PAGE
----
Capturing the attention of your audience on your landing pages is a lot like vying for attention on a dating app: You’ve got just a few seconds to sell your oh-so-desirableness and make a great first impression.

Once you’ve been noticed, you want to get your potential date’s “number” so you can start a conversation — and on your landing pages, your goal is similarly to capture your prospects’ contact information so you can stay in touch.

Lead capture forms are the avenue for gaining that critical piece of information, such as your prospects’ name and email address so that you can add them to your email list and continue marketing to them.

There’s an art and a science behind optimizing the way you use forms to increase your chances of prospects filling them out. Here are five strategies to keep in mind:


Most people aren’t going to provide their name and email address for no reason. One of the most common approaches to lead capture forms involves offering something highly valuable for free. By doing this, you’re providing your new leads something in exchange for them providing you their contact information.

Your valuable free offer could be a downloadable piece of content, such as an ebook, or it could be a discount on a future purchase, a free trial, or any other offer that your leads would find enticing.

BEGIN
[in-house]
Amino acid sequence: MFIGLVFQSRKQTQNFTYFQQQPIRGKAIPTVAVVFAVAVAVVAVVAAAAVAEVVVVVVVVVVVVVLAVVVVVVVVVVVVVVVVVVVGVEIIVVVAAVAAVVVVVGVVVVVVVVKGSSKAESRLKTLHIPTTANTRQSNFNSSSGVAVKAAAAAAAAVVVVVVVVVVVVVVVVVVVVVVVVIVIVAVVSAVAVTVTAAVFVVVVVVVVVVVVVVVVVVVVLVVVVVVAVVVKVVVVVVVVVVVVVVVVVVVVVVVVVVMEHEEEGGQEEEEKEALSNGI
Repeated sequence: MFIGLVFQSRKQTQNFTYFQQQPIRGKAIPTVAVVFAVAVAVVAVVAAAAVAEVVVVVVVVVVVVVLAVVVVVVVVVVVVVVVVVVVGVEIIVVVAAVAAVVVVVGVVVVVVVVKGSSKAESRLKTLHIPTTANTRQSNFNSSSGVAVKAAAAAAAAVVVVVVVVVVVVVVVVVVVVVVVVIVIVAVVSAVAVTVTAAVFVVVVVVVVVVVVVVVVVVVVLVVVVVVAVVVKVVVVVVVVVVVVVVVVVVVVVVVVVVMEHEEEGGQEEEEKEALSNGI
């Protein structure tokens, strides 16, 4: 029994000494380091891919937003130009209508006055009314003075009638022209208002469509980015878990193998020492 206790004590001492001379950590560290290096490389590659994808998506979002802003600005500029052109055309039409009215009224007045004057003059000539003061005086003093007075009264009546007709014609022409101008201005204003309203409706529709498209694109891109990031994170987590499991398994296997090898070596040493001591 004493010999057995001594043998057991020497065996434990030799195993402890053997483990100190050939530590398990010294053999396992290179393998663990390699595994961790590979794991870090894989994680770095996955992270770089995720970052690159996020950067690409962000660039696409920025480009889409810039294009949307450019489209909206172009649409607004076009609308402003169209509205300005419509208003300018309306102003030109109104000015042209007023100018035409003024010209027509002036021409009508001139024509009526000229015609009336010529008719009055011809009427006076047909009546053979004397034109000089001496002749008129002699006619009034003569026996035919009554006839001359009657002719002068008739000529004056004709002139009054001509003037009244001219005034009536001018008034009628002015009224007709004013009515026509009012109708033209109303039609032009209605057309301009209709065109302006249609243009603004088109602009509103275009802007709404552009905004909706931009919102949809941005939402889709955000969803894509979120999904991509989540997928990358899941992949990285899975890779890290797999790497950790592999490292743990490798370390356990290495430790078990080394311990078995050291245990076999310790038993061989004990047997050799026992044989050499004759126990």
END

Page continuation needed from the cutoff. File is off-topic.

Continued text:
This offer also serves the purpose of qualifying your leads. In fact, those who accept your free value offer tend to move from opt-in to purchase much more quickly than those who have not. Through this simple exchange, your prospects get high quality content and you get new, more qualified leads — it’s a win/win.


You’ve probably had the experience of scrolling through a page on a website, perhaps reading the content or just perusing to get a feel for the product or service, when a pop-up form, also called a lightbox, grabs your attention.

Many websites employ lightboxes to grab your attention; rather than simply placing the form in a static location on the page, pop ups are front and center.

Lightboxes can be triggered by a specific user action which you, as the form builder, can set. For example, you could set the form to pop up based on the amount of time a visitor has spent on the page. To set the ideal timing for your page, you can determine how long it takes to consume the first section of your content. This way, you’ll know they have an interest in your topic and are likely to fill out the form.

Another trigger is “exit intent,” which is when the mouse heads up toward the “back” or “close” button. As a sort of last-ditch effort to get visitors to give you another chance to win their favor and hopefully their business, you can set a pop up to appear just as they are about to leave.

Any combination of these (and other) triggers is possible, allowing you to be sure that visitors see what you’re offering. Either way, lightboxes bring your forms to your visitors, rather than your visitors having to find your forms.


We’ve all done it. We began filling out a form online and then we got a text message that stole our attention, clicked back to a previous page, or we just simply changed our mind. Whatever the case may be, form abandonment happens often, and an incomplete form means a lost lead.